Syeda M. Bibi & Begum Bibi
Pre-Islamic geometric motifs of flowers and nature adorn the highly refined textiles produced by members of the artist collective Poetic Threads of Pakistan, nestled in the country’s Swat Valley. In this area, master designers have long been revered for producing items which have protective and talismanic symbolism—properties which are still preserved and treasured today.
Per generations of tradition, creative techniques are here passed down from mother to daughter, and Poetic Threads of Pakistan hopes to preserve this important heritage, while also revitalizing centuries-old design sensibilities. Recently, this embroidery work has become a means for many women and girls to support their families and encourage local economic development.
Chadors, or traditional shawls, are worn by women as an integral part of daily life, and as such they are a cornerstone of Poetic Threads of Pakistan’s creative output. Alongside these more traditional influences, however, exists a wholly new approach to gathering material: upcycling discarded or used vintage fabrics. By salvaging parts of old dresses, artists repurpose items and create new and innovative apparel, while still showcasing Pakistan’s marvelously beautiful tribal designs and patterns. Sometimes larger fabrics are fashioned into garments like kimonos and caftans, garments not normally found in this part of Pakistan.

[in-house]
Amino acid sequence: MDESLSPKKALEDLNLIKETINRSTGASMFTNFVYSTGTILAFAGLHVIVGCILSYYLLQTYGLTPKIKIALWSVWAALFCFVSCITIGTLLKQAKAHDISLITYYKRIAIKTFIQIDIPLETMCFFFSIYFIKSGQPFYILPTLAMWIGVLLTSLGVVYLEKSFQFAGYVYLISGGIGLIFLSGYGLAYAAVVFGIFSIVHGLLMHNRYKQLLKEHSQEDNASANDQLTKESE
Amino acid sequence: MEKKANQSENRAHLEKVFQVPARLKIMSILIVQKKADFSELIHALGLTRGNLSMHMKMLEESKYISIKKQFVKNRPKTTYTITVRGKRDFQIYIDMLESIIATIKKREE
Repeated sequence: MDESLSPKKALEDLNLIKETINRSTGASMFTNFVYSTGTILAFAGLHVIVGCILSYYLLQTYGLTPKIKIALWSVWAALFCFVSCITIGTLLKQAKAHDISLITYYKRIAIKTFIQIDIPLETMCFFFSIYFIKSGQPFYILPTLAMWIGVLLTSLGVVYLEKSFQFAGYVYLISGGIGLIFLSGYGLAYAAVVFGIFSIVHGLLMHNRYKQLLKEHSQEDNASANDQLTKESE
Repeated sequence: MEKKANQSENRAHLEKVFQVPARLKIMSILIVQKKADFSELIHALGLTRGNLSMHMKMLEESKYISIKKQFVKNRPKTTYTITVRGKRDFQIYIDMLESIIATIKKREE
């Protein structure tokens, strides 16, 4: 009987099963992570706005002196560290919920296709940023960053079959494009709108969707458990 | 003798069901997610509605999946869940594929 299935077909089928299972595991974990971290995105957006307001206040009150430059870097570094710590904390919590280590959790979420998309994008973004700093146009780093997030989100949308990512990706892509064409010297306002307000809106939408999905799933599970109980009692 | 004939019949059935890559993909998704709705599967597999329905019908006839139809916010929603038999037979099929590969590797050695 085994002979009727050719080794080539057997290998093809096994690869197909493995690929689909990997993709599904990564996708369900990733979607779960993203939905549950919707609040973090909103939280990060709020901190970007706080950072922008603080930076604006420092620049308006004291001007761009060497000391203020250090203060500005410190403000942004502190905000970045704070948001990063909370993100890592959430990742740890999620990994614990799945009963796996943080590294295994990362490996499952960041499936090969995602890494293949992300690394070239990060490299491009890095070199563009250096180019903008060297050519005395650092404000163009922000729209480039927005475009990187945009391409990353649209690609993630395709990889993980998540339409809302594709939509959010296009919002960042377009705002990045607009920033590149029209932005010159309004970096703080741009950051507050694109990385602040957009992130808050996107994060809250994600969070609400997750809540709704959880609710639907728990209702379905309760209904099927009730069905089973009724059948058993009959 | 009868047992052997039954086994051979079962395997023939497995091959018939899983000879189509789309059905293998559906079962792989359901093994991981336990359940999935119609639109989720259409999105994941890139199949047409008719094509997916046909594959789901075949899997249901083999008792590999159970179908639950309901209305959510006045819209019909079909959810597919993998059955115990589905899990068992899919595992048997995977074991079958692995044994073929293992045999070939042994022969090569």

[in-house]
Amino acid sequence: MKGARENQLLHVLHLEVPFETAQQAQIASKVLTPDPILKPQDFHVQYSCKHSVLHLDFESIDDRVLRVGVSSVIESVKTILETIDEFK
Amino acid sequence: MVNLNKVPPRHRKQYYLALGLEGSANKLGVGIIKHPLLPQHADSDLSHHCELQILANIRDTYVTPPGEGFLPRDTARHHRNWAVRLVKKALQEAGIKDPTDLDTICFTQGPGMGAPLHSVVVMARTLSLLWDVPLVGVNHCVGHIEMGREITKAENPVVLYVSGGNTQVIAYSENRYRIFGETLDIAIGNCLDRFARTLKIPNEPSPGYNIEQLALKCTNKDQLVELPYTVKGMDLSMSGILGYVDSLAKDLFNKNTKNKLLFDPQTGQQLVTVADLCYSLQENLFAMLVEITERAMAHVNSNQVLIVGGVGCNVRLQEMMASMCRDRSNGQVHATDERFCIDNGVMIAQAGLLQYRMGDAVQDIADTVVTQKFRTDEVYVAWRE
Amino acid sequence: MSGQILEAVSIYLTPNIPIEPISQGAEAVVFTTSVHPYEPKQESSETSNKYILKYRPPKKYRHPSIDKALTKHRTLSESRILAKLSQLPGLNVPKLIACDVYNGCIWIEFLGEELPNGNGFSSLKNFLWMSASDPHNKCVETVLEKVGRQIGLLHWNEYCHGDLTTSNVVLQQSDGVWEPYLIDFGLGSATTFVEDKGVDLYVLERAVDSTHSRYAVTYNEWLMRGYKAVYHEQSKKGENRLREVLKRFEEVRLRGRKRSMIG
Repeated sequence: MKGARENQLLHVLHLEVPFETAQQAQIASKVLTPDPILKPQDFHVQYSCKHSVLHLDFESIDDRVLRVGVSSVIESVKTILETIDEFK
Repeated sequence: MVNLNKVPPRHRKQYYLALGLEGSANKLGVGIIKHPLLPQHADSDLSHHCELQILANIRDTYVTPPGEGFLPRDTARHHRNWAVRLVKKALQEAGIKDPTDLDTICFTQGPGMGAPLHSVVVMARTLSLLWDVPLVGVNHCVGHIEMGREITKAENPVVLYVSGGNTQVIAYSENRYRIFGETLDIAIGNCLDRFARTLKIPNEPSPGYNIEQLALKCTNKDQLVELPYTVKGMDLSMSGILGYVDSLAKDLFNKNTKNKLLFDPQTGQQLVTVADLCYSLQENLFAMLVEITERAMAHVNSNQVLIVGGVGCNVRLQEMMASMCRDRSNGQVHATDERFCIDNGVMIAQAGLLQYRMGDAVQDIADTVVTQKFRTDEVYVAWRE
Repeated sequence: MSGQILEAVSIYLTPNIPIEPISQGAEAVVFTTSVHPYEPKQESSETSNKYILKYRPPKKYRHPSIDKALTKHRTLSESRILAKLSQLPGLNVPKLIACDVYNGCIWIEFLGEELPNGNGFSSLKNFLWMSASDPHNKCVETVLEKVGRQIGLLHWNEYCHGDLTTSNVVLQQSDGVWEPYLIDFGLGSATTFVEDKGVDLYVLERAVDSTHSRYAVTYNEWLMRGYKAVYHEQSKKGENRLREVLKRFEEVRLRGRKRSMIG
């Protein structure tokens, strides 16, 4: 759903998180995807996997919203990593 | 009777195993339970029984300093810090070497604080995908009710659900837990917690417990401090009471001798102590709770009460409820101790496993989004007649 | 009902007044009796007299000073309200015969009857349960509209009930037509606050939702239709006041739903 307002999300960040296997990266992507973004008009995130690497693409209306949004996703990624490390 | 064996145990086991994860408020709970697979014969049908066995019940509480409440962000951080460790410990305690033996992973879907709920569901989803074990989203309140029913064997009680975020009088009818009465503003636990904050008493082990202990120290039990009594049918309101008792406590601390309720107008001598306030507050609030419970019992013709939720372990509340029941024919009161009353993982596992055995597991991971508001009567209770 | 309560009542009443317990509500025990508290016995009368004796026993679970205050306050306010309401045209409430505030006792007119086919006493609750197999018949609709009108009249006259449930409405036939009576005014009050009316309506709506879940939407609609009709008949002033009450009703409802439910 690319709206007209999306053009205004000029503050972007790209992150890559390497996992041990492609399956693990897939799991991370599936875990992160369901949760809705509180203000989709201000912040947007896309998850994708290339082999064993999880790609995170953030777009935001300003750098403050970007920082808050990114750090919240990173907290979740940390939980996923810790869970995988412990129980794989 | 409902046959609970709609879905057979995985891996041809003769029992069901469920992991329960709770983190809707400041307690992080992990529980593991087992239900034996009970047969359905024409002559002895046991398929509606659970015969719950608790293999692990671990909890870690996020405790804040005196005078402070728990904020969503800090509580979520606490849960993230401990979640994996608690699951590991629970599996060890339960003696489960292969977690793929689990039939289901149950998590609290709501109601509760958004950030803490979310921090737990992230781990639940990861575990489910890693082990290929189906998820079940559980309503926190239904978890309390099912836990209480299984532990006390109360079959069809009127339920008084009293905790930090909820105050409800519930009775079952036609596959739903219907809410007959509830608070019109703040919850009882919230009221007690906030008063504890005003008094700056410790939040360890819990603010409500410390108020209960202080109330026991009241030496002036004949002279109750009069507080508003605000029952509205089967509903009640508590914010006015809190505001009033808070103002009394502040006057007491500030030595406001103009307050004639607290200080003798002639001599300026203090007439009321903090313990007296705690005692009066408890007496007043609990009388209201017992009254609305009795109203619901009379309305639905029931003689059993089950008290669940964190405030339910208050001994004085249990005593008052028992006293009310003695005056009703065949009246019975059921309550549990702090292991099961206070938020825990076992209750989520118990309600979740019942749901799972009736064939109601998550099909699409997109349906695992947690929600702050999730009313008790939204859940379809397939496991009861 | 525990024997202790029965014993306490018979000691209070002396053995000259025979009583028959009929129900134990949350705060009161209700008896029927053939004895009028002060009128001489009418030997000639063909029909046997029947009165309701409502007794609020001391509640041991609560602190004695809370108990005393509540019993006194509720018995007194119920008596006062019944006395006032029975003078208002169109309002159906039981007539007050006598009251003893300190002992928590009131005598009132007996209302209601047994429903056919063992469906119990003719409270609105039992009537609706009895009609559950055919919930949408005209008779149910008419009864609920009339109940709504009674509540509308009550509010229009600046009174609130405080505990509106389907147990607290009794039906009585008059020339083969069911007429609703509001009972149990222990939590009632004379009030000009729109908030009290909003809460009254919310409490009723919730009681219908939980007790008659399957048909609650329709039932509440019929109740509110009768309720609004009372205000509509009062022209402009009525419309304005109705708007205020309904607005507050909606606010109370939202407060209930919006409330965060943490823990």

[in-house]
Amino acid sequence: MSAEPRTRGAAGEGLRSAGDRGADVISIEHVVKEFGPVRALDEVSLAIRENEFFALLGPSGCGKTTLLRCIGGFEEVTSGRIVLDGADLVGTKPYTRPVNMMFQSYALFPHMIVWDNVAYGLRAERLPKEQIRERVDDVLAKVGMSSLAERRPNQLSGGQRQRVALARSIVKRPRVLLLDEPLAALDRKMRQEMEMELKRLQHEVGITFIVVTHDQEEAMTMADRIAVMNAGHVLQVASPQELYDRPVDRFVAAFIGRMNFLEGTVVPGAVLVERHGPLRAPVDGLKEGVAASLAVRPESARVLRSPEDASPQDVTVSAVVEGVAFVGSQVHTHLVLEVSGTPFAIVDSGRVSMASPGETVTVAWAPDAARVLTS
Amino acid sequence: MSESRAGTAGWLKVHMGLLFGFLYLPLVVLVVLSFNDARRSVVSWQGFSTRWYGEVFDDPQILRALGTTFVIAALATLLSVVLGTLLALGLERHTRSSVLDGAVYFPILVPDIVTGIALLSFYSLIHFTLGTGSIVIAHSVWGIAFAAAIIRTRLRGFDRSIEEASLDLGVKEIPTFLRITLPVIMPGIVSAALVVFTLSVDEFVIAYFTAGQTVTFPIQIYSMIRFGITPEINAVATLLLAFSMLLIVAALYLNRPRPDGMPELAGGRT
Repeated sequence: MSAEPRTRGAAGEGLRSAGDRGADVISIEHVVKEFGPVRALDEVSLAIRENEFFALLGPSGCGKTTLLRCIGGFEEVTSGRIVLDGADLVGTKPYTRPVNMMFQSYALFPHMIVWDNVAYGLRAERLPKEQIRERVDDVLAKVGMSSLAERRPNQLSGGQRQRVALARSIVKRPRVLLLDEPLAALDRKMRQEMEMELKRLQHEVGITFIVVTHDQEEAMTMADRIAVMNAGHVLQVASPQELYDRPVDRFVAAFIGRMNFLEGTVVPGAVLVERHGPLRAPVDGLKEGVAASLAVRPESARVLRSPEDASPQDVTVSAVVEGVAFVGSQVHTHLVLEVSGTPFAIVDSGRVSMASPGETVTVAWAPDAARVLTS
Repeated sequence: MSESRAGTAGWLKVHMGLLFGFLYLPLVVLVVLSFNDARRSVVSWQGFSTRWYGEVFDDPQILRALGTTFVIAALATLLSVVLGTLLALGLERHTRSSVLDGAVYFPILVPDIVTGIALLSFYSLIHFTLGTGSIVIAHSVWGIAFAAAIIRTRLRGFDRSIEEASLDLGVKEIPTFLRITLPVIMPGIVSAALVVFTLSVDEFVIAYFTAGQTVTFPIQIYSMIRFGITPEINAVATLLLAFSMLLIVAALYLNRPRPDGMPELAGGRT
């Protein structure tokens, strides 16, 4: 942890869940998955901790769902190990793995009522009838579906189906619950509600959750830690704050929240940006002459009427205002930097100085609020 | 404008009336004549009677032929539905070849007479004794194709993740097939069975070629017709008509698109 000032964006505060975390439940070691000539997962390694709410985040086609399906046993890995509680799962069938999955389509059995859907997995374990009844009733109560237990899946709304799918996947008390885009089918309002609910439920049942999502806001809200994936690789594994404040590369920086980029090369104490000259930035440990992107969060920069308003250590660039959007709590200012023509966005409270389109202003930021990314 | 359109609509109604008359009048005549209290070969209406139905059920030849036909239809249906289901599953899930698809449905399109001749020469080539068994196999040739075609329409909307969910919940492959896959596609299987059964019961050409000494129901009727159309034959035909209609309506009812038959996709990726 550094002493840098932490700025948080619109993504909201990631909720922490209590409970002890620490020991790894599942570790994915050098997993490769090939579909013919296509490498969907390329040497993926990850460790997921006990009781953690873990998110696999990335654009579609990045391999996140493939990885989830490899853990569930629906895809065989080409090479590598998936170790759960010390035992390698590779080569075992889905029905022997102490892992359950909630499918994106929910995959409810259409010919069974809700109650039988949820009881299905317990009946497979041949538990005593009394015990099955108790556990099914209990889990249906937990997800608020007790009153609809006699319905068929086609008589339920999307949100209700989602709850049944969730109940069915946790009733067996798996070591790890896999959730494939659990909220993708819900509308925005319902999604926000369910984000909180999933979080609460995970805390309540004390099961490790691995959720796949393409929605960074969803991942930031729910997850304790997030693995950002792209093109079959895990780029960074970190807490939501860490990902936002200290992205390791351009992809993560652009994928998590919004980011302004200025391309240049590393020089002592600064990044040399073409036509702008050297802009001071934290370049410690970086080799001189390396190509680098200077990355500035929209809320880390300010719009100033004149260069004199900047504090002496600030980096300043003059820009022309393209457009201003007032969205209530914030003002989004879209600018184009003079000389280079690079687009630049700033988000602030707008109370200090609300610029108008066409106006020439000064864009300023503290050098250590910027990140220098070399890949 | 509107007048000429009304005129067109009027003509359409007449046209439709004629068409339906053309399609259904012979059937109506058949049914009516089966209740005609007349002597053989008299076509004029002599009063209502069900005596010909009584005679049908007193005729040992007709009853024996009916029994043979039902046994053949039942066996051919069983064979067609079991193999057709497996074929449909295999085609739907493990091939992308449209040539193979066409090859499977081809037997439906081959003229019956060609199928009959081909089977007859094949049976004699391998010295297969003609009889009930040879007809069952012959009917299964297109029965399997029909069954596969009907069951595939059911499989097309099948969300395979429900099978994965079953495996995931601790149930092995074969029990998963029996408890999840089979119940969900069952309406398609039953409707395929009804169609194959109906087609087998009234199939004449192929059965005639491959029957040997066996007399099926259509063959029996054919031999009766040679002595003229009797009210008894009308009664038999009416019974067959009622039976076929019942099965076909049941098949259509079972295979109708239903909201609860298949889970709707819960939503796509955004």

Items produced by this collective incorporate handwoven and machine milled cotton, linen, wool, chiffon, and rayon. Swati embroidery is traditionally made for personal and domestic use such as on women’s tunics and dresses, shawls, table covers, bed sheets, pillowcases, and wall hangings.